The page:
Public Health News Roundup: August 7
Conflicts of Interest in Determination of Food Additive Safety
Who determines whether a food additive is safe? Often it’s people with ties to the food additive industry, according to a new conflict-of-interest study from The Pew Charitable Trusts in the journal JAMA Internal Medicine. From 1997 to 2012, about 20 percent of safety determinations submitted to the U.S. Food and Drug Administration were authored by employees of food additive manufacturers, and 13 percent were authored by someone working a consultant selected by the manufacturer. Researchers also found that the expert panels tasked with conducting most of the safety assessments rely on many of the same experts over and over again. "There's a cadre of 10 people that serve on almost all of these expert panels," said study author Thomas Neltner, director of Pew's food additives project. "Three-quarters of the panels contained at least one of these people. One person served on 44 percent of the panels, which tells us there's not only conflicts of interest, but there's a very small group of people making these decisions." Michael Jacobson, executive director of the Center for Science in the Public Interest, sees these results as a clear problem that needs to be addressed. "These committees give a very superficial, one-sided review," he said. "They want to please the sponsor, and then maybe they will get more business because they've proven themselves trustworthy, but it's no way to run a food safety review process." Read more on food safety.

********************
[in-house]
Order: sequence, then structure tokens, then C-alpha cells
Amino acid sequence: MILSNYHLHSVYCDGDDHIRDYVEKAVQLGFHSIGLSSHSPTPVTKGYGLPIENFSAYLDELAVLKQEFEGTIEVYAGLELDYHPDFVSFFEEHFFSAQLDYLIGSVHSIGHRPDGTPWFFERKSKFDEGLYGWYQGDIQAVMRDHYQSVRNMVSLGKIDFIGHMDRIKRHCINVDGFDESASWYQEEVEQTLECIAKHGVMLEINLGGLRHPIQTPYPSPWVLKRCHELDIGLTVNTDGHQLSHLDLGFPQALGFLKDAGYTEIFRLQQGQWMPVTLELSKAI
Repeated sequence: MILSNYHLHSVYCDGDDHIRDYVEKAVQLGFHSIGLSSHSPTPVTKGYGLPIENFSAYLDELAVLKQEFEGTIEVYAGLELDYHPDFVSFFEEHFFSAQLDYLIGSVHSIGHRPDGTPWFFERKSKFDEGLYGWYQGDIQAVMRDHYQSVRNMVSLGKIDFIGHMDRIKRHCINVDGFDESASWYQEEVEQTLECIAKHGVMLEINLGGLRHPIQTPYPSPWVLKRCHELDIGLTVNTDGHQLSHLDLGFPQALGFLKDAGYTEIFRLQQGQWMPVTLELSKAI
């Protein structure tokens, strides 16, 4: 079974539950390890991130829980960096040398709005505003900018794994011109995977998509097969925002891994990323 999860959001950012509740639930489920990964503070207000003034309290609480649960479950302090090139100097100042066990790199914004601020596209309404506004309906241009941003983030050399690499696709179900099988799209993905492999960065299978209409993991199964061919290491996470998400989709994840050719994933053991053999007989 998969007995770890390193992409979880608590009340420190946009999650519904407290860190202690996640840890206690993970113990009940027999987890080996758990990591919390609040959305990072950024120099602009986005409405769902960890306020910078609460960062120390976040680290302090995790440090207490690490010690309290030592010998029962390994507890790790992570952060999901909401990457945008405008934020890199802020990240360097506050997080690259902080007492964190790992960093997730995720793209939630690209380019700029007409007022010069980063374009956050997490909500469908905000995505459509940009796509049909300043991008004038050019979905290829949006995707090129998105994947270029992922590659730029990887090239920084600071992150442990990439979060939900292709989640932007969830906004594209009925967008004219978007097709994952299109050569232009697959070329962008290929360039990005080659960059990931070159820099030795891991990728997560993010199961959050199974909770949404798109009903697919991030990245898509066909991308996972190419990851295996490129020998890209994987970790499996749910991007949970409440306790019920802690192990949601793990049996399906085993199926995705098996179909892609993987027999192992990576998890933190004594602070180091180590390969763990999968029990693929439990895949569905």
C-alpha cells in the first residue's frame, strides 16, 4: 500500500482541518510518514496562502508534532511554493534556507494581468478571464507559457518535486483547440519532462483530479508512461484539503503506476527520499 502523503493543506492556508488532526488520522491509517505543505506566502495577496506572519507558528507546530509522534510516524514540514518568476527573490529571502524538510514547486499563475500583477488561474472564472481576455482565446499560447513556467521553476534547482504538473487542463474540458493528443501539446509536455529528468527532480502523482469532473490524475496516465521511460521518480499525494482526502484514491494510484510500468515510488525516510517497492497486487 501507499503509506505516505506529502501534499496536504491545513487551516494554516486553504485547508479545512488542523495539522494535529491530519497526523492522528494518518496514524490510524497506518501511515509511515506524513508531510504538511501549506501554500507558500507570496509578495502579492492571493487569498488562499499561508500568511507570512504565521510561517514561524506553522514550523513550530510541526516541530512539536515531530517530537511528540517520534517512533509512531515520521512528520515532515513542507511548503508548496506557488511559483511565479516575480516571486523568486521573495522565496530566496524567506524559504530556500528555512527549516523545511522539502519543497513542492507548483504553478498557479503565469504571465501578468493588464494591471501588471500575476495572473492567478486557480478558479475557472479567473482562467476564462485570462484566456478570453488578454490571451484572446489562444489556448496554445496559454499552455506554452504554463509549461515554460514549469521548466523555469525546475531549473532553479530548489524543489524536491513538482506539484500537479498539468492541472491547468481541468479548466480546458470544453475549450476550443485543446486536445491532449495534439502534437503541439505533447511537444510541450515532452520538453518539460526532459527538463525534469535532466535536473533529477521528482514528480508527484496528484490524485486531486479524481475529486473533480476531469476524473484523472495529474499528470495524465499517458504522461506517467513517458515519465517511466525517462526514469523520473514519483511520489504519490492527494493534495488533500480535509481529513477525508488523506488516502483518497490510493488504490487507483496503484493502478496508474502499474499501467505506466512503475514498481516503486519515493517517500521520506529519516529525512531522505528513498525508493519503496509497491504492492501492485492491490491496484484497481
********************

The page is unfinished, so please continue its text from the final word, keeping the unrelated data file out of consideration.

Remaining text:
CDC: 1 in 8 Preschoolers Obese, Raising their Risk for Adult Obesity
About one in eight—or 12 percent—of preschoolers are obese. However, after decades spent watching that number climb, nineteen states and territories are seeing drops in obesity among low-income preschoolers, according to the latest Vital Signs report from the U.S. Centers for Disease Control and Prevention (CDC). Overweight and obese children are five times more likely to grow up to be obese adults, so early intervention by state and local health officials is critical. The report provides a number of ways they can help, including the creation of partnerships with community members to make community changes that promote healthy eating and active living, as well as making it easier for families with children to buy healthy, affordable foods and beverages in their neighborhoods. Read more on obesity.
Hospitals’ Exchange of Electronic Health Records Climbed 41 Percent from 2008 to 2012
Health information exchange (HIE) between hospitals and providers outside their organizations climbed 41 percent from 2008 to 2012, with six in 10 hospitals exchanging electronic health records (EHR) in 2012, according to a new study in the journal Health Affairs. The researchers say this illustrates how EHRs have become complementary tools that improve health care quality and safety. “We know that the exchange of health information is integral to the ongoing efforts to transform the nation’s health care system and we will continue to see that grow as more hospitals and other providers adopt and use health IT to improve patient health and care,” said Farzad Mostashari, MD, the National Coordinator for Health Information Technology at the U.S. Department of Health and Human Services. “Our new research is crystal clear: health information exchange is happening and it is growing. But we still have a long road ahead toward universal interoperability.” Read more on technology.